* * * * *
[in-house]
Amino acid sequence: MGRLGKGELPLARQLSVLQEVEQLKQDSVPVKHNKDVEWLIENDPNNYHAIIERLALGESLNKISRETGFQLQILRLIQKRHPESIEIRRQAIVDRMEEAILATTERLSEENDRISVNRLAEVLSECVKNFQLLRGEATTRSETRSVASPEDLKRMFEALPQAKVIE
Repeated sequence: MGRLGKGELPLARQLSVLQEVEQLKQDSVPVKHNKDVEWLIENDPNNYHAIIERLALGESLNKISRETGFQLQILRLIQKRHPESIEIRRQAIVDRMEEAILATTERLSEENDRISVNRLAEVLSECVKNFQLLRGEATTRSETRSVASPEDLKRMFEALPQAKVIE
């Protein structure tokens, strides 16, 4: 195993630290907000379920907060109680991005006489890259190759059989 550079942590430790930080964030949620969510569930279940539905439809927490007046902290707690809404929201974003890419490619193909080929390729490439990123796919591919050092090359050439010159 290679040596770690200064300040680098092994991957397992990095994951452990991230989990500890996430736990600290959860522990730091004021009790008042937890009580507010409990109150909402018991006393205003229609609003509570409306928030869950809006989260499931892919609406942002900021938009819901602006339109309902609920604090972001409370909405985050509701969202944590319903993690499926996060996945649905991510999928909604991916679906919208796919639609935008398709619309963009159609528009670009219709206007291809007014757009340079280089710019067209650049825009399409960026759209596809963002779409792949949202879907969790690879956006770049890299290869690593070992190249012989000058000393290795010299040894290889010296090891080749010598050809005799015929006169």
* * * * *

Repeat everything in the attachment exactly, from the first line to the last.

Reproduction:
[in-house]
Amino acid sequence: MGRLGKGELPLARQLSVLQEVEQLKQDSVPVKHNKDVEWLIENDPNNYHAIIERLALGESLNKISRETGFQLQILRLIQKRHPESIEIRRQAIVDRMEEAILATTERLSEENDRISVNRLAEVLSECVKNFQLLRGEATTRSETRSVASPEDLKRMFEALPQAKVIE
Repeated sequence: MGRLGKGELPLARQLSVLQEVEQLKQDSVPVKHNKDVEWLIENDPNNYHAIIERLALGESLNKISRETGFQLQILRLIQKRHPESIEIRRQAIVDRMEEAILATTERLSEENDRISVNRLAEVLSECVKNFQLLRGEATTRSETRSVASPEDLKRMFEALPQAKVIE
């Protein structure tokens, strides 16, 4: 195993630290907000379920907060109680991005006489890259190759059989 550079942590430790930080964030949620969510569930279940539905439809927490007046902290707690809404929201974003890419490619193909080929390729490439990123796919591919050092090359050439010159 290679040596770690200064300040680098092994991957397992990095994951452990991230989990500890996430736990600290959860522990730091004021009790008042937890009580507010409990109150909402018991006393205003229609609003509570409306928030869950809006989260499931892919609406942002900021938009819901602006339109309902609920604090972001409370909405985050509701969202944590319903993690499926996060996945649905991510999928909604991916679906919208796919639609935008398709619309963009159609528009670009219709206007291809007014757009340079280089710019067209650049825009399409960026759209596809963002779409792949949202879907969790690879956006770049890299290869690593070992190249012989000058000393290795010299040894290889010296090891080749010598050809005799015929006169």